Can small hospitals pave the way to smart outcomes for larger hospitals…and can working together benefit both organizations and improve quality and patient outcome?
In today's reality of cost reduction, increased regulatory requirements, new technologies and operational constraints, hospitals large and small are measured on their ability to meet their goals, administratively and clinically demonstrate efficiency and successfully execute strategies. We are witnessing a healthcare reform that is leading organizations to consider shifting and appending long-term practices with the “promise” of standardized practices for high quality of care and improved patient outcome.
Large Hospital Challenges
Unveiling what’s behind the promise can be broken down to bite-size pieces. Large hospitals are not only dealing with the challenges of today’s reality, but they’re facing additional obstacles such as:
- establishing and\or maintaining culture of quality through a systemic implementation of best practices,
- establishing and tracking performance indicators as a multidisciplinary function,
- deciding on the best education practices that are likely to work in the organization,
- getting leadership commitment and involvement, and
- employing technology practices and services that achieves the desired outcome.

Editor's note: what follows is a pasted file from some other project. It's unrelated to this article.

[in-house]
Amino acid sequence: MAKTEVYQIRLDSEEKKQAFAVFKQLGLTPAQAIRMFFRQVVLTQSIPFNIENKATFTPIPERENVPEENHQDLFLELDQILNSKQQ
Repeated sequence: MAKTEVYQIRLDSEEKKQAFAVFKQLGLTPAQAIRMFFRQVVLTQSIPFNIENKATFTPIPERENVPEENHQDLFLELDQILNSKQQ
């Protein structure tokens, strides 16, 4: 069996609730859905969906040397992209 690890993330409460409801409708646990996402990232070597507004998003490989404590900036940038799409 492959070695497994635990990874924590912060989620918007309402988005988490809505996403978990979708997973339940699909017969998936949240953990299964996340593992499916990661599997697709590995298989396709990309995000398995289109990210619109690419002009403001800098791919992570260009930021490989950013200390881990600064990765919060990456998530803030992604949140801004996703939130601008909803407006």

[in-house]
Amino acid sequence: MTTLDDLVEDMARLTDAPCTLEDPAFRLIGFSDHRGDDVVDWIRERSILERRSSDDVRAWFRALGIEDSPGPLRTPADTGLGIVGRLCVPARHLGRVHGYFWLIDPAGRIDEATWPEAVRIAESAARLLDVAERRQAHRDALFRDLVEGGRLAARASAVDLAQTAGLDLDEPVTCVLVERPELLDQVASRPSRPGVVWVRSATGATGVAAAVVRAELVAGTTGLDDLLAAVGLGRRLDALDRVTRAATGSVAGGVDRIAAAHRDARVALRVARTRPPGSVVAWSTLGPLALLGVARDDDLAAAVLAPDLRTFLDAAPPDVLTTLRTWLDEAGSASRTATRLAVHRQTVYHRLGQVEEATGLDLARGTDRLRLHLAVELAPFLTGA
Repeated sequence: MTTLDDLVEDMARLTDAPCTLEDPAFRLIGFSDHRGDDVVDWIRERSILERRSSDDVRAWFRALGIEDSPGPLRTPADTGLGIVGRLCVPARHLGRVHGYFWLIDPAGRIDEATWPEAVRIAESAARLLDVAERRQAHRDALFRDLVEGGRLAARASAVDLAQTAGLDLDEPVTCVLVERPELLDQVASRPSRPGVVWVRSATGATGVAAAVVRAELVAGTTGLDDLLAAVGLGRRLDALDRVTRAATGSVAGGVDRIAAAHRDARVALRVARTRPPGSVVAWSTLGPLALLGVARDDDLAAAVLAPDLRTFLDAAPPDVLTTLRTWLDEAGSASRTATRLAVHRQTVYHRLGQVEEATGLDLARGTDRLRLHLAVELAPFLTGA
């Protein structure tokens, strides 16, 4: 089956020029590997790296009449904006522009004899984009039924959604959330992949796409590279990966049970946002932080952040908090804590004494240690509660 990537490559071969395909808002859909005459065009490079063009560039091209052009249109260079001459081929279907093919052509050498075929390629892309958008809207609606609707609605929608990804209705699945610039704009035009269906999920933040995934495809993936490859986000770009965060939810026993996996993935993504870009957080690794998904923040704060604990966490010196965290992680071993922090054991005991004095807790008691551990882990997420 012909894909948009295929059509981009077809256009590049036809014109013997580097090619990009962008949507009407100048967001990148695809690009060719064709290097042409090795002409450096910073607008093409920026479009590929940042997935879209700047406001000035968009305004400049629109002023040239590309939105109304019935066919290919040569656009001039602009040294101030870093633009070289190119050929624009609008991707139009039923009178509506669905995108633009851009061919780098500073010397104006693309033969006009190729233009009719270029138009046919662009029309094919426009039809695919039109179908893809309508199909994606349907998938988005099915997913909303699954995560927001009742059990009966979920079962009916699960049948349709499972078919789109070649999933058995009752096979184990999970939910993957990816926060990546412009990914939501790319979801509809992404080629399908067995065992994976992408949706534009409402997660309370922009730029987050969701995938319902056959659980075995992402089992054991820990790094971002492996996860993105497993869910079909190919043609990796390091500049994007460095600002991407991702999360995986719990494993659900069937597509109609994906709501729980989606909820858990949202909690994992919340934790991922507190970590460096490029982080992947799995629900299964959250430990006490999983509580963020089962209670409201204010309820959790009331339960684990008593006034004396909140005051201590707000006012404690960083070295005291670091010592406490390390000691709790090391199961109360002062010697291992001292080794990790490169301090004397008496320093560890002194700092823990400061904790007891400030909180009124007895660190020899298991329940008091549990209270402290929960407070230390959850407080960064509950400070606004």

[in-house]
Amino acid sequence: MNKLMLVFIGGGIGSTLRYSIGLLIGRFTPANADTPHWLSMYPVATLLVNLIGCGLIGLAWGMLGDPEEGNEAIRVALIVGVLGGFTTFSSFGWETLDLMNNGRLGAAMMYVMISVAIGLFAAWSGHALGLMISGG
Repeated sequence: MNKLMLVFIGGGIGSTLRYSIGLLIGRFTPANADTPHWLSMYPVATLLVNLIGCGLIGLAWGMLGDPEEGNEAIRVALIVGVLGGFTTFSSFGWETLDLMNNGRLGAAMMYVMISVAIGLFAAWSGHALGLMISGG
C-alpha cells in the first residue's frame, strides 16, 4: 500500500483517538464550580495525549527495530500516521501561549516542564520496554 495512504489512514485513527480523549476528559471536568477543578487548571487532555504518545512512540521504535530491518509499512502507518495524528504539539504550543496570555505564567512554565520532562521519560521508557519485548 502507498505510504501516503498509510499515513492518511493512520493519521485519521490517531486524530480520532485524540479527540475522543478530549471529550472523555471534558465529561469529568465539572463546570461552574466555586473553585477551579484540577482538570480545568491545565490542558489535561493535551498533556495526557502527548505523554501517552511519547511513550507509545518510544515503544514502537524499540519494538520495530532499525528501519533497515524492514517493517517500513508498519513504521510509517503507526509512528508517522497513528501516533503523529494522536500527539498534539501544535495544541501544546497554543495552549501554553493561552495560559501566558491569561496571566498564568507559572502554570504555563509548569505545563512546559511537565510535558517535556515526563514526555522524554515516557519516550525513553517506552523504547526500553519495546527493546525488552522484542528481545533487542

The Figure (developed and distributed by the AHA) illustrates a model for enabling data quality and clinical indicators. The model also influences common challenges that large hospitals experience when working and developing outcomes and quality practices. These include:
- EMR Program: While many of the hospitals have selected an EMR vendor, in some cases the solution isn’t deployed across the board and information is still captured outside of the EMR. As a result, the assembly of outcome data isn’t centralized or validated properly.
- Technology Operations: In large hospitals it is often the case where the assembly of clinical workflows, documentations and structured data are given rushed timelines and immature specifications. As a result, there is insufficient opportunity to test and develop useable clinical systems.
- Clinical Indicators: In attempts to capture the desired data, nurses and physicians are likely to invest much of their time analyzing and making changes to workflows to ensure quality and safety of patients. Each indicator can take up to 18 months to implementation.
- Strategic Balance: In large hospitals, there are two common scenarios:
- Significant effort is invested by an organization on the account of other strategic priorities related to patient care and outcome.
- Insufficient resources and priority is given to clinical data and outcome, resulting in poor automation, care coordination and decision making.
Much of the challenges listed above are related to the inherently complex, inflexible operations in large hospitals. The corrective action is well documented and proven in best practices and policy recommendations, but to deploy an action plan in large hospitals is where often times the bottleneck exists and where small hospital can enable solutions that large hospitals can mirror in their environment as proven practices.
Small Hospital Challenges